In the same manner, ask the team for all the actions they scored a four on, writing the action on a chart tablet. If more than one member duplicates an action, place a check mark by it. Discuss the results, asking the team for ideas on how to move each action from a “four” to a “five.”

Finally, in a general discussion, list actions that were NOT scored a four or five that surprised the team by their absence from the lists prepared above. After the discussion, select three actions that the team agrees would be most important in moving to a four or five in the next three months. List specifics as to how these actions can be achieved, and encourage the team to review the list often.

At the end of the three-month period, display those top three actions on a chart tablet, and ask the team to rate themselves again, using the same scale. If the team feels they have moved to a four or five, celebrate the success with stories that illustrate the action. If there is still room to improve, discuss how the team can do so.


Taken from SUMS Remix 41-3, published May 2016


This is part of a weekly series posting content from one of the most innovative content sources in the church world: SUMS Remix Book Summaries for church leaders. SUMS Remix takes a practical problem in the church and looks at it with three solutions; and each solution is taken from a different book. As a church leader you get to scan relevant books based on practical tools and solutions to real ministry problems, not just by the cover of the book. Each post will have the edition number which shows the year and what number it is in the overall sequence. (SUMS provides 26 issues per year, delivered every other week to your inbox).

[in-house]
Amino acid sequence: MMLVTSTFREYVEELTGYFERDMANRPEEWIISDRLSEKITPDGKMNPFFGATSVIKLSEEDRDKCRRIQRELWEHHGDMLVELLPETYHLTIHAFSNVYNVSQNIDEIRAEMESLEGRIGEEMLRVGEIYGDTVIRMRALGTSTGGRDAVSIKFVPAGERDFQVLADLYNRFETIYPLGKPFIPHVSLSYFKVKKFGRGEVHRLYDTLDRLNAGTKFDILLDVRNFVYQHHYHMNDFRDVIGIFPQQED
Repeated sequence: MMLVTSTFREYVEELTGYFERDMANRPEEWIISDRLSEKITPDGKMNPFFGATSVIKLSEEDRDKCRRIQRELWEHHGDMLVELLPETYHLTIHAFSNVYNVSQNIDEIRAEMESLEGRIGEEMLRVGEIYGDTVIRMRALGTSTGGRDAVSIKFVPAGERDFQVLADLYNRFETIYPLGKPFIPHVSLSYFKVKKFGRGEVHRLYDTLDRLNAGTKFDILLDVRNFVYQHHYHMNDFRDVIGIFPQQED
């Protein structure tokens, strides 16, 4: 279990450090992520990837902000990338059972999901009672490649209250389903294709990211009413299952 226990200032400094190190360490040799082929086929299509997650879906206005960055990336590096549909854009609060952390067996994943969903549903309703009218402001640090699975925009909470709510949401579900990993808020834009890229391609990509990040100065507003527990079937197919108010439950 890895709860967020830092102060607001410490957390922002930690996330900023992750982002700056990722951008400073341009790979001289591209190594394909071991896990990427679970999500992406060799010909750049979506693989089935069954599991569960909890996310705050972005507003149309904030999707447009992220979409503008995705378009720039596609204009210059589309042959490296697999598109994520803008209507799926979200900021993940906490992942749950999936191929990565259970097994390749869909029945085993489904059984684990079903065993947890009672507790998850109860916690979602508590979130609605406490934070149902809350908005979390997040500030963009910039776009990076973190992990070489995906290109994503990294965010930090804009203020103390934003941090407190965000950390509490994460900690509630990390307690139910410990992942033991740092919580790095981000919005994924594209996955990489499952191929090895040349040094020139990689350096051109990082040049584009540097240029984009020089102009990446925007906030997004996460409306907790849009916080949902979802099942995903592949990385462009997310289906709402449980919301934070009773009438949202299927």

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ABOUT THE AUTHOR

VRcurator

Bob Adams is Auxano's Vision Room Curator. His background includes over 23 years as an associate/executive pastor as well as 8 years as the Lead Consultant for a church design build company.

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Recent Comments